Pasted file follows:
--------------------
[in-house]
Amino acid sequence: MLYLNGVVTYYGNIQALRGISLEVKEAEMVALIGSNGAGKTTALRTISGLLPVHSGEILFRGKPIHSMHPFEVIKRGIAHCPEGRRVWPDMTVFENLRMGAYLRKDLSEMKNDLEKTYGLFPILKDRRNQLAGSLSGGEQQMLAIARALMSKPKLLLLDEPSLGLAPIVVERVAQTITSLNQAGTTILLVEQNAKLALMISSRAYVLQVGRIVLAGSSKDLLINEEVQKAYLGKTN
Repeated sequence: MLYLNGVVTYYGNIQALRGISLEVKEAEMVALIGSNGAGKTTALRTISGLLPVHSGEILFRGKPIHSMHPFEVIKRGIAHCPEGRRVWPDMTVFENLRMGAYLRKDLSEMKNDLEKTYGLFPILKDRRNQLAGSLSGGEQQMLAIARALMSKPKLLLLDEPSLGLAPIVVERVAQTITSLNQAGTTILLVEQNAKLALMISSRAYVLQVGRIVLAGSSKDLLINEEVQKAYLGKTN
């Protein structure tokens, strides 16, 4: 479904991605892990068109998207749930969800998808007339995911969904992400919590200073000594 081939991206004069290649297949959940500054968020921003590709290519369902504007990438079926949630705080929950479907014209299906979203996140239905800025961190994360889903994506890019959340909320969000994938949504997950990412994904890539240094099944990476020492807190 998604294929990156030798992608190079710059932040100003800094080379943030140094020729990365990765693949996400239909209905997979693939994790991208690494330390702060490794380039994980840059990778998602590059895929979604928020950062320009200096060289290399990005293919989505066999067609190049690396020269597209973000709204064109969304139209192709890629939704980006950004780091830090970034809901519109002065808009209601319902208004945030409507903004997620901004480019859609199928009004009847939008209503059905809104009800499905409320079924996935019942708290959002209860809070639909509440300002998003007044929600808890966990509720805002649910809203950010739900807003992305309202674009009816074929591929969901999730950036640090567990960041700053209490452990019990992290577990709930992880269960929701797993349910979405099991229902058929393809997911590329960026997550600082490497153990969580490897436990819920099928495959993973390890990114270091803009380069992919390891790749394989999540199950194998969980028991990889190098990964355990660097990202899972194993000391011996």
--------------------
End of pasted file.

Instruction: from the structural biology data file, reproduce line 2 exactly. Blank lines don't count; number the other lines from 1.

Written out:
Amino acid sequence: MLYLNGVVTYYGNIQALRGISLEVKEAEMVALIGSNGAGKTTALRTISGLLPVHSGEILFRGKPIHSMHPFEVIKRGIAHCPEGRRVWPDMTVFENLRMGAYLRKDLSEMKNDLEKTYGLFPILKDRRNQLAGSLSGGEQQMLAIARALMSKPKLLLLDEPSLGLAPIVVERVAQTITSLNQAGTTILLVEQNAKLALMISSRAYVLQVGRIVLAGSSKDLLINEEVQKAYLGKTN